Drug Addiction is a Disease
Axia College of University of Phoenix
Drug Addiction is a Disease
Drug addiction is a disease because addictive personalities do not have control over their addictions. To prove this claim, the reader will learn about how addictive personalities become addicted; how dopamine contributes to the addict’s addiction; how society treats addictive personalities; and how drug-addiction is a mental illness just like any other mental illness. This paper will give the reader a better understanding of an addict’s life, and how we, as a society, can help them to become drug free. I chose this topic because on April 3, 2009 my 21-year old daughter Sarah passed away from a drug cocktail. She had injected morphine, cocaine and heroine. She went to sleep and never woke up again. Sarah had started using drugs at the age of 16. She had been in and out of treatment for drugs and for mental illness. Nothing we did helped her. Sarah grew up in a loving environment. At the age of five I married my current husband. He treated her as if she were his biological daughter. We were not overly strict nor did we allow her to do whatever she wanted. When she was 13, we allowed her to visit her biological father in Florida. That is when her life changed. We did not find out what went on in Florida until about six months before she passed away. This tragic accident in our lives has led me to learn as much about addiction as I can. I cannot change the past, but I have to learn to live with the loss. “Addictions are the same as any other form of mental illness. People who have addictions bear an illness, as is evident in the hundreds of medical, psychiatric, and sociological complications that can result.” (Lieber 1982; Jellinek & Jolliffee 1940). Addictions are a byproduct of genes, environment, and lack of maturity. “Indeed, addiction looks very much like a disease (admittedly definitions of “disease” remains somewhat fuzzy). Addiction has known risk factors (family history, male sex) and a typical course and outcome: often a chronic course punctuated by periods of abstinence followed by relapse.” (Hyman 2007) Addictions are quite often a rollercoaster ride for some addictive personalities. Some addictive personalities can go for long periods without indulging in their addiction but without the counseling and/or recovery programs that are essential to lifelong abstinence, they will certainly gravitate back to their addictive lifestyle. Addictive personalities, once they start taking drugs, alcohol, food or tobacco receive a high that triggers a good feeling. Quite often, especially when the use of the substance starts at a young age, the normal things or events that trigger these “rewards” are never properly developed. And the addiction becomes the only thing that will trigger the reward response. When the drug is stopped, the “good” feeling is gone and the addict crashes. To avoid this, the addict must continue their drug of choice to continue receiving the happy feeling. To treat an addict one needs to start by treating the problem that makes an addict become an addict. The addict needs comprehensive mental health therapy, not just passive care. Treatment for the mental illness must address the underlying problem that leads the addict to the addiction. Addictive personalities cannot be cured without receiving psychological help along with medications. Prescription drugs are not the cure all for addictive personalities, and should only be used in conjunction with recovery therapy. Without proper mental care addictive personalities will not recover. Every community in our country is affected by drug abuse, and the cost of drug and alcohol abuse is in the billions of dollars as depicted in the following graph from The National Institute on Drug Abuse (NIDA) web page. [pic]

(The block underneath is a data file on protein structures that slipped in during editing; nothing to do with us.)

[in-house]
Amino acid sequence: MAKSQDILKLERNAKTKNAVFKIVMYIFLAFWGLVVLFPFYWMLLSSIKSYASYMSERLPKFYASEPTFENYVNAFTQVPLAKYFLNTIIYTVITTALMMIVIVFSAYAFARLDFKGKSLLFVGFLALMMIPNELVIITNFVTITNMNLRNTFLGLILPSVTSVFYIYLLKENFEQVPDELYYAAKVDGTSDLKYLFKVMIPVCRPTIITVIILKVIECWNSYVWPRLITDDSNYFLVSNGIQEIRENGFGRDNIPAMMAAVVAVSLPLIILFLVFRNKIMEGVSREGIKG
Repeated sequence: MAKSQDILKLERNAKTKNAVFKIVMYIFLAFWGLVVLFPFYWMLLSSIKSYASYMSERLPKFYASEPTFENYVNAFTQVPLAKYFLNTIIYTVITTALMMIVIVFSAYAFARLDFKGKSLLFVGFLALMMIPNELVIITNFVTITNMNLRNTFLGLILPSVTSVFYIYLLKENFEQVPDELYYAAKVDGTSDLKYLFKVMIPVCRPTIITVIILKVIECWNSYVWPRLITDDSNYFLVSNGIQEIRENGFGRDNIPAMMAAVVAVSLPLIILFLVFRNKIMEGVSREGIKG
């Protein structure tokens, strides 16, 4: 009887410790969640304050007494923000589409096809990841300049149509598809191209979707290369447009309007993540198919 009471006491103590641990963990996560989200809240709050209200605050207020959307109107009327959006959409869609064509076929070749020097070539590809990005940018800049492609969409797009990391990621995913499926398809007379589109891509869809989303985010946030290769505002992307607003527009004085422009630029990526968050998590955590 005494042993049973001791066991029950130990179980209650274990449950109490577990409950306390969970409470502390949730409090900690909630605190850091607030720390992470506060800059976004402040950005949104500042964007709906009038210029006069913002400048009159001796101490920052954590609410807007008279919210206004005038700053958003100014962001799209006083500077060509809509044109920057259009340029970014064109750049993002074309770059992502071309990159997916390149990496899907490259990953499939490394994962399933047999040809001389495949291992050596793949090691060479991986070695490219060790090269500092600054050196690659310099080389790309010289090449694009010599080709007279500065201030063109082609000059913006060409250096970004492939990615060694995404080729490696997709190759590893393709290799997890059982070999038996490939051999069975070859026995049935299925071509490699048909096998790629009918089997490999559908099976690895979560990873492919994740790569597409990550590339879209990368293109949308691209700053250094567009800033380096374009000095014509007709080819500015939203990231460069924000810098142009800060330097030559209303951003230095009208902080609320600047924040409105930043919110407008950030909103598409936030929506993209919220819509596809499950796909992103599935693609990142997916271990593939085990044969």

Another school of thought about addiction is that addiction is a consequence of economic, family,...
References: Feltenstein, MW & See, RE (2008) The neurocircuitry of addiction: an overview. British Journal of Pharmacology (2008)
Hyman, Steven E. (2007, August). The Neurobiology of Addictin: Implications for Voluntary Control of Behavior. The American Journal of Bioethics, 7(), .
Miller, Norman S., & Giannini, A. James. (1990, january - March). The disease Model of Addiction: A Biopsychiatrist 's View. Journal of Psychoactive Drugs, 22(1)(Nakken; Jaffee),
Nash, Madeline. (1997, May). Addicted: why do people get hooked> Mounting evidence points to a powerful brain chemical called dopamine. Time, 149(18), 68(7).
National Institute on Drug Abuse (NIDA) http://www.nida.nih.gov/about/welcome/aboutdrugabuse/magnitude/
Rodgers, Joann E. (1994, September/October). Addiction: A Whole New View. Psychology Today, (1994)
Please join StudyMode to read the full document